Throughout the 1990s and beyond, General Motors continued to be the forefront pioneer on head-up display technology in passenger vehicles. The first color display arrived with the launch of the 1998 Chevrolet Corvette. Proving that the technology had applications well beyond performance vehicles, Cadillac added a head-up display to the 2003 XLR. That same year, BMW made great strides in head-up display technology with the E60 5 Series. Soon the expectation became that luxury vehicles would all incorporate some form of the feature.
So how exactly do head-up displays in vehicles work? First, there needs to be a surface on which the image can be displayed. There are two main ways to do this in a vehicle: either directly onto the windshield, or onto what is known as a combiner. The combiner often consists of a small plastic piece positioned on the dash in front of the windshield glass and is retractable when not in use.
The other component is a projector to beam the image onto the head-up display. And here’s where it gets interesting—the image needs to be displayed with the proper intensity, depth and clarity to be useful. Numerous studies have examined how the human eye receives information, and how attention can be impacted by visual stimuli. Using those parameters, engineers use a series of mirrors to flip and magnify the projected image. The end result is a clear, non-obtrusive head-up display picture the driver can check as needed and ignore when not.
That basic setup was the standard for the first few decades of automotive head-up display development, when the information centered around vehicle speed, cruise control and other simple indicators.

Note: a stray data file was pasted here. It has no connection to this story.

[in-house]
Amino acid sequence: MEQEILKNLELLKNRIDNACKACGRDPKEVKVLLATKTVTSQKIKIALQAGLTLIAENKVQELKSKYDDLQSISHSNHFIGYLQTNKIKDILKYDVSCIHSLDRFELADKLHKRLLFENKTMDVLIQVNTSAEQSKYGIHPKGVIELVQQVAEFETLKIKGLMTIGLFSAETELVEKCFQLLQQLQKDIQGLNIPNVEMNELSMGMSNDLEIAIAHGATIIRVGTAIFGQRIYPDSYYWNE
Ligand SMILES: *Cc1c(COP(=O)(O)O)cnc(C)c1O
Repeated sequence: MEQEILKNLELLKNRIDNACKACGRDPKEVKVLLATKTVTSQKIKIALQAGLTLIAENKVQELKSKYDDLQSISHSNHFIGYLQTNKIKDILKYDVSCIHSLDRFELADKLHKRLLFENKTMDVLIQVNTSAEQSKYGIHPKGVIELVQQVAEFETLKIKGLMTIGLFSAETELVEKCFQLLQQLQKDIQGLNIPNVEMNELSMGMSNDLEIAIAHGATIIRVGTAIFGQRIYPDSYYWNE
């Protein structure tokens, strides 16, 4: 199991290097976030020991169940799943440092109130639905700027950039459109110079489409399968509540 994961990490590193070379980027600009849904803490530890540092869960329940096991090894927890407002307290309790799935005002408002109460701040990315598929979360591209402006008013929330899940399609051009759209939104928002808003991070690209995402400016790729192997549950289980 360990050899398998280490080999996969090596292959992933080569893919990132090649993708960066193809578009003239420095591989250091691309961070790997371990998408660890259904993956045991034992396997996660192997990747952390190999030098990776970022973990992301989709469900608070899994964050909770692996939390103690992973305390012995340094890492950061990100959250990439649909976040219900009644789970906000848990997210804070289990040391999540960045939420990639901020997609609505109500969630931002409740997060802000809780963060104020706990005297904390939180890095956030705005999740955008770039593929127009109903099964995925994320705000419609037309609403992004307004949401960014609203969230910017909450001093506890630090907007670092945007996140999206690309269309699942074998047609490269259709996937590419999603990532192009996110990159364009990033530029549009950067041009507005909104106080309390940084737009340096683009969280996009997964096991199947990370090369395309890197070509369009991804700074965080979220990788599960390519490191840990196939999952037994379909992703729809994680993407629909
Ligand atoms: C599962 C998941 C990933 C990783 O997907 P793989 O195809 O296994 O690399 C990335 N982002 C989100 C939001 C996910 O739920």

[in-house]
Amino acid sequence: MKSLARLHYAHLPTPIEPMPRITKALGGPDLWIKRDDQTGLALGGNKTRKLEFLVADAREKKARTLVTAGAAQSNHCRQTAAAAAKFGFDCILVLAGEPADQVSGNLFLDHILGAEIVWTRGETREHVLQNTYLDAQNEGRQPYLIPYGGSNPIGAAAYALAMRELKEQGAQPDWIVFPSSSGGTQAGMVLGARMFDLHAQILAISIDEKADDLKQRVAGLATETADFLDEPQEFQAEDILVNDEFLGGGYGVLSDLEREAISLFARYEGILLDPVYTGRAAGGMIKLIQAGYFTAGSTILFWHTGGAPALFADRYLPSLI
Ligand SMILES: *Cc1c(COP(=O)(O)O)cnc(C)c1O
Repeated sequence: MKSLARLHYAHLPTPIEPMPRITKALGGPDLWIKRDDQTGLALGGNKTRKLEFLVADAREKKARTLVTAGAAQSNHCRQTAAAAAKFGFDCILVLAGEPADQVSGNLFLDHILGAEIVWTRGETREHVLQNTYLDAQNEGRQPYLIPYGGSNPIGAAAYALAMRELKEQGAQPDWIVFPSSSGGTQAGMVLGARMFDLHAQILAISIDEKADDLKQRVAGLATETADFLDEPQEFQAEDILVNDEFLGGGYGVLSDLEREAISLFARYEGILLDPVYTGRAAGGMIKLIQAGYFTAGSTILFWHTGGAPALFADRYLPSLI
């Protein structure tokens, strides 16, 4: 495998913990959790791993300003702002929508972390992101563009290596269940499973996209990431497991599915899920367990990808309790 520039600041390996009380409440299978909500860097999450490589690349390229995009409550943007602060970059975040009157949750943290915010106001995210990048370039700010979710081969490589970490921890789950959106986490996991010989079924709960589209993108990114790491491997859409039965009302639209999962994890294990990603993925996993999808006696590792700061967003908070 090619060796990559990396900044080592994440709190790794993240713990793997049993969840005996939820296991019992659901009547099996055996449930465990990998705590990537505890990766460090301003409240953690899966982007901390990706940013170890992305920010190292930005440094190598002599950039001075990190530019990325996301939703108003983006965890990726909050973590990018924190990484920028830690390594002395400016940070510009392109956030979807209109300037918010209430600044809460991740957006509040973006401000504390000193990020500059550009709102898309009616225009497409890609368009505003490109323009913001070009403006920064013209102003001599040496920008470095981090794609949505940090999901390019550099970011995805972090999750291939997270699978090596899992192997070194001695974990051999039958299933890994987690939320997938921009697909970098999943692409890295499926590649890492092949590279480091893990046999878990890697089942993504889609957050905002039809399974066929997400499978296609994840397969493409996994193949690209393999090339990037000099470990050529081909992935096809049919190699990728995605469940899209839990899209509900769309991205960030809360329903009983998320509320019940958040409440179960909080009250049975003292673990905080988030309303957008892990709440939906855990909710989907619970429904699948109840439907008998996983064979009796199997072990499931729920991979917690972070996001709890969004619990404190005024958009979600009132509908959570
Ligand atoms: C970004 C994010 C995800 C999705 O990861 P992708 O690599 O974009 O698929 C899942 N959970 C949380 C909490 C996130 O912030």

In the new millennium, things expanded to include convenience feature information, g-forces, gear position and oil temperature for high-performance vehicles.
The arrival of augmented reality (AR) meant using the display to show animations responding to real-world conditions. In 2012, the Pioneer Corporation introduced the first head-up display capable of using animations of the road conditions ahead. Since then, the amount of data available to display has grown exponentially, with a seemingly infinite trove of data—maps, road conditions, traffic, weather and more—all of which can be analyzed and displayed to help the driver. In fact, that very thing has become one of the biggest challenges for head-up display development. If the original intent was to increase safety by helping the driver not avert their eyes from the road ahead, then surely information overload is not the answer.
The Way Forward for Head-Up Display
The head-up display will continue to evolve—both inside the vehicle cabin and
without. It’s safe to assume the device may well become another channel through which product information must be leveraged. This highlights the importance of properly researching, distilling and reconfiguring technical information for the easy consumption of end-users and other vehicle owners. More than ever, it’s imperative manufacturers develop useful, focused, intuitive multi-channel product information.